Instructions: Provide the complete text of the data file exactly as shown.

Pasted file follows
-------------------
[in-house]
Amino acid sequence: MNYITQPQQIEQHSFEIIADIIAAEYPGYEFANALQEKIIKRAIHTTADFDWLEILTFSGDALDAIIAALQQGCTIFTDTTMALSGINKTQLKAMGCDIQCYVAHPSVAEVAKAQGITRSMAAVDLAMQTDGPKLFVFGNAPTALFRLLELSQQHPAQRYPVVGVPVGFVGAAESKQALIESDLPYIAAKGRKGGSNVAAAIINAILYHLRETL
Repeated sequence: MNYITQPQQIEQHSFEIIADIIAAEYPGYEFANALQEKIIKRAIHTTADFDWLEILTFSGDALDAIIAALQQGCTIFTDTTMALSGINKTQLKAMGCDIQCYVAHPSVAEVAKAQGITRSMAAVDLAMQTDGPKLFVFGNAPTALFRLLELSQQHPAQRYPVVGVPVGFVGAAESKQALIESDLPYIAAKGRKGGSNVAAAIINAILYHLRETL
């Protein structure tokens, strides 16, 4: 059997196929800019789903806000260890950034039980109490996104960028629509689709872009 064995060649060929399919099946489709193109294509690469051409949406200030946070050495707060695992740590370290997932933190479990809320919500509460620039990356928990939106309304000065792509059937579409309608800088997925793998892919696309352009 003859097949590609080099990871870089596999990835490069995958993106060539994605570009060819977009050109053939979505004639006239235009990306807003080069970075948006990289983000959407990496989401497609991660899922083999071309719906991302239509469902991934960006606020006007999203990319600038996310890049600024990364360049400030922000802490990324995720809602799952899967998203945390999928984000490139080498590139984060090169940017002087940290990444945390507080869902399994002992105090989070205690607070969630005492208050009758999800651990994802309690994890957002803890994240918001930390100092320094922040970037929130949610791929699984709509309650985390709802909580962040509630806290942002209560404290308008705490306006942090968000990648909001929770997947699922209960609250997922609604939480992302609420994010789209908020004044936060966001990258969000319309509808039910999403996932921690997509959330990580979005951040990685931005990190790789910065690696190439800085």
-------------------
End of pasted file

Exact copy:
[in-house]
Amino acid sequence: MNYITQPQQIEQHSFEIIADIIAAEYPGYEFANALQEKIIKRAIHTTADFDWLEILTFSGDALDAIIAALQQGCTIFTDTTMALSGINKTQLKAMGCDIQCYVAHPSVAEVAKAQGITRSMAAVDLAMQTDGPKLFVFGNAPTALFRLLELSQQHPAQRYPVVGVPVGFVGAAESKQALIESDLPYIAAKGRKGGSNVAAAIINAILYHLRETL
Repeated sequence: MNYITQPQQIEQHSFEIIADIIAAEYPGYEFANALQEKIIKRAIHTTADFDWLEILTFSGDALDAIIAALQQGCTIFTDTTMALSGINKTQLKAMGCDIQCYVAHPSVAEVAKAQGITRSMAAVDLAMQTDGPKLFVFGNAPTALFRLLELSQQHPAQRYPVVGVPVGFVGAAESKQALIESDLPYIAAKGRKGGSNVAAAIINAILYHLRETL
């Protein structure tokens, strides 16, 4: 059997196929800019789903806000260890950034039980109490996104960028629509689709872009 064995060649060929399919099946489709193109294509690469051409949406200030946070050495707060695992740590370290997932933190479990809320919500509460620039990356928990939106309304000065792509059937579409309608800088997925793998892919696309352009 003859097949590609080099990871870089596999990835490069995958993106060539994605570009060819977009050109053939979505004639006239235009990306807003080069970075948006990289983000959407990496989401497609991660899922083999071309719906991302239509469902991934960006606020006007999203990319600038996310890049600024990364360049400030922000802490990324995720809602799952899967998203945390999928984000490139080498590139984060090169940017002087940290990444945390507080869902399994002992105090989070205690607070969630005492208050009758999800651990994802309690994890957002803890994240918001930390100092320094922040970037929130949610791929699984709509309650985390709802909580962040509630806290942002209560404290308008705490306006942090968000990648909001929770997947699922209960609250997922609604939480992302609420994010789209908020004044936060966001990258969000319309509808039910999403996932921690997509959330990580979005951040990685931005990190790789910065690696190439800085």